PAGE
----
3 Tips For Cutting-Edge Cyber Supply Chain Risk Management

Man checking tablet for cyber supply chain risk management

Organizations are fast discovering the cybersecurity best practices they rely upon could prove inadequate in a supply chain cyber attack. The rise of supply chain attacks has impacted far-reaching companies without hackers needing to specifically target their operations. 

That’s why thought leaders are reaching out to managed IT firms with security expertise to perform a cyber supply chain risk management assessment. Knowing how supply chain cyber attacks occur and ways to reduce risk exposure could prevent millions in losses and a tarnished reputation.

What are Supply Chain Cyber Attacks?

Supply chain cyberattacks are attempts to exploit software and systems vulnerabilities to damage, disrupt, or steal valuable and sensitive digital assets. The criminal acts are typically orchestrated by hacking into or infiltrating part of a loosely connected network of organizations. In some instances, hackers deploy malicious applications into widely used software that organically spreads throughout supply chain business networks. 

By that same token, hackers may play the long game by launching a widespread attack with the intention of reaching a single target. In 2022, supply chain cyber attacks skyrocketed by 633 percent.

Examples of the Biggest Supply Chain Attacks

Cybercriminals have a penchant for exploiting the weakest link. This holds true of garden variety hackers who look for poorly-defensed networks and pluck them like low-hanging fruit. In terms of a supply chain attack, online burglars search for ways to end-run robust protections. Although there are too many examples to list, these are examples of recent supply chain attacks that highlight the problem.


The 2020 SolarWinds attack impacted more than 30,000 public and private organizations when advanced persistent threats hacked into the software company. Using login credentials reportedly left online by an intern, malware was hidden in a software update used by top government agencies, among many others. When the infected update was released, every one of the users got sick. The most notable include federal departments such as Homeland Security, State, Commerce, and the Treasury.


The credit bureau reportedly took a hit that negatively impacted 147 million customers. The cyberattack differed from methods such as phishing schemes and distributed denial-of-service attacks because hackers also used a software vulnerability. It appears the managed IT and security staff at Equifax failed to patch an application. Patching protocols are a subcategory of a larger cyber supply chain risk management strategy.

How to Prevent Supply Chain Attacks

The cost of cyberattacks is expected to exceed $60 billion by 2025. The economic impact on individual companies can run into the millions. But the reputational effect it has on customer loyalty and enterprises in your orbit can be devastating. When a vendor or supplier gets stung because another company didn’t patch programs or failed to protect sensitive data, the loss of trust ends relationships. That’s why the following ways to prevent supply chain attacks could save your livelihood.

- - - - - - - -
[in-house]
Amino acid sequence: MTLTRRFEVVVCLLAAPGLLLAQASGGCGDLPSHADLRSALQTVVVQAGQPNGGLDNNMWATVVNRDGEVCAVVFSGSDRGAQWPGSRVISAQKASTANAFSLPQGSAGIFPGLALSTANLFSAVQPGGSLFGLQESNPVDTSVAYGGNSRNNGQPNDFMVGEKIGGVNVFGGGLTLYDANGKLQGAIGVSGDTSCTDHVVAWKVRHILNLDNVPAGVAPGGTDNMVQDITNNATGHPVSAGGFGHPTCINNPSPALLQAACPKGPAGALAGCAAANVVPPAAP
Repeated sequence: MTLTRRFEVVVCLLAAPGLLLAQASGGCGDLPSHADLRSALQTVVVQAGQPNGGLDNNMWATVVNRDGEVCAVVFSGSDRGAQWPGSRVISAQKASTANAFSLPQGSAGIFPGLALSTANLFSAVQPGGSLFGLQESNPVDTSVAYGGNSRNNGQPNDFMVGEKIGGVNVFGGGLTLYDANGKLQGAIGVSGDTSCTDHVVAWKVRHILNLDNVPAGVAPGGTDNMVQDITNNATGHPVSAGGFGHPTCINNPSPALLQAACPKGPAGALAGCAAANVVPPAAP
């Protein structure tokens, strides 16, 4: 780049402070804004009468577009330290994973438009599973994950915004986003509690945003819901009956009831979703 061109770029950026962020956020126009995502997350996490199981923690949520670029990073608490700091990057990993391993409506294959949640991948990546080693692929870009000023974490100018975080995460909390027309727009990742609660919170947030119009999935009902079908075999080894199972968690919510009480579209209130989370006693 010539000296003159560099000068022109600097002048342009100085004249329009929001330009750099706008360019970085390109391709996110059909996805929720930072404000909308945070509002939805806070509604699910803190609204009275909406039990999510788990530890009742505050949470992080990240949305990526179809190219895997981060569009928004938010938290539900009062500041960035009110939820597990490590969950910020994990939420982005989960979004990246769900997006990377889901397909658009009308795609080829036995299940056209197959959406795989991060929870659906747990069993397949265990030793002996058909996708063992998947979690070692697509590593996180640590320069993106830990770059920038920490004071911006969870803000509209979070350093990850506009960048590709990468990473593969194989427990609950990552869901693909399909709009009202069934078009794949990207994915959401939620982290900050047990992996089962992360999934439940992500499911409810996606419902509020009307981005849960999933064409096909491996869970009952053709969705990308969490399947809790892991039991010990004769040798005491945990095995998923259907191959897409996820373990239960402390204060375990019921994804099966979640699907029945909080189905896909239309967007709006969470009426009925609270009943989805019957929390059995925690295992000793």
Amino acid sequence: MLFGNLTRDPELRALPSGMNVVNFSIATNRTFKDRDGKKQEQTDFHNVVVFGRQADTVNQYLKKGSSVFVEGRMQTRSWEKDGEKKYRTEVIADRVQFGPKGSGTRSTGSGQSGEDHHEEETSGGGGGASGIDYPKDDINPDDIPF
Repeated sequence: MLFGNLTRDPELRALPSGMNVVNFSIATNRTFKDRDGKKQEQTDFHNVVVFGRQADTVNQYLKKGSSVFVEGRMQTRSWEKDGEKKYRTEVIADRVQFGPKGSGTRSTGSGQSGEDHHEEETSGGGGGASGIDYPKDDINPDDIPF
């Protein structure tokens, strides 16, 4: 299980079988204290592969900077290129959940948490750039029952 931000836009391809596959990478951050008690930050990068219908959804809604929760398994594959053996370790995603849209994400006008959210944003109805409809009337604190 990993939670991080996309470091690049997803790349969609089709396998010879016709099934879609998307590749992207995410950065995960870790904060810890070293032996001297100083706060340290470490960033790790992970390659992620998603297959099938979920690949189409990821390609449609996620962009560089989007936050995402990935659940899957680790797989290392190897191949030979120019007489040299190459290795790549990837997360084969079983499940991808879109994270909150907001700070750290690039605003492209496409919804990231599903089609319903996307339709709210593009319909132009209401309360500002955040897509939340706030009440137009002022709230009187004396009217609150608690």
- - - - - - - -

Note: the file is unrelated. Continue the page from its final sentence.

1: Conduct a Risk Assessment

A formal risk assessment involves having a third-party managed IT firm with cybersecurity expertise assess your entire system. This includes everything from cloud-based data storage to remote devices and everything in between. A cybersecurity services consultant searches for the same vulnerabilities as a hacker. But instead of receiving a ransomware demand, you get a full report. The information helps industry leaders make prudent decisions about hardening their cybersecurity defenses.

2: Implement Zero-Trust Architecture

Companies that adopt the zero-trust model change the way they issue login credentials. Rather than allowing employees and vendors carte blanche access, each profile has restrictions. When someone logs into the system, they can complete tasks using only necessary files and applications. To go further, permissions are required. If you suffer a supply chain hack similar to SolarWinds, the cybercriminals would never have enjoyed open access to software update data.

3: Identify Insider Threats

Although it may sound like you don’t trust long-standing and dedicated employees, insider threats are not malicious in nature. One of the most consistent insider threats stems from human error. Between 88 and 95 percent of data breaches result from mistakes, depending on the study. The people you trust to perform goal-achieving responsibilities too often do not have the cybersecurity awareness training to identify a basic cyberattack scheme.

Hackers are keenly aware that wide-reaching companies need to adequately educate their workforce. Making awareness training part of your cyber supply chain risk management policy can only improve your security posture.

Contact a Trusted Cybersecurity & Managed IT Service Provider

At CyberTeam, our managed IT and cybersecurity experts have the experience and technology to deter and prevent supply chain attacks. Contact CyberTeam to schedule a risk assessment, and let’s get the process started.

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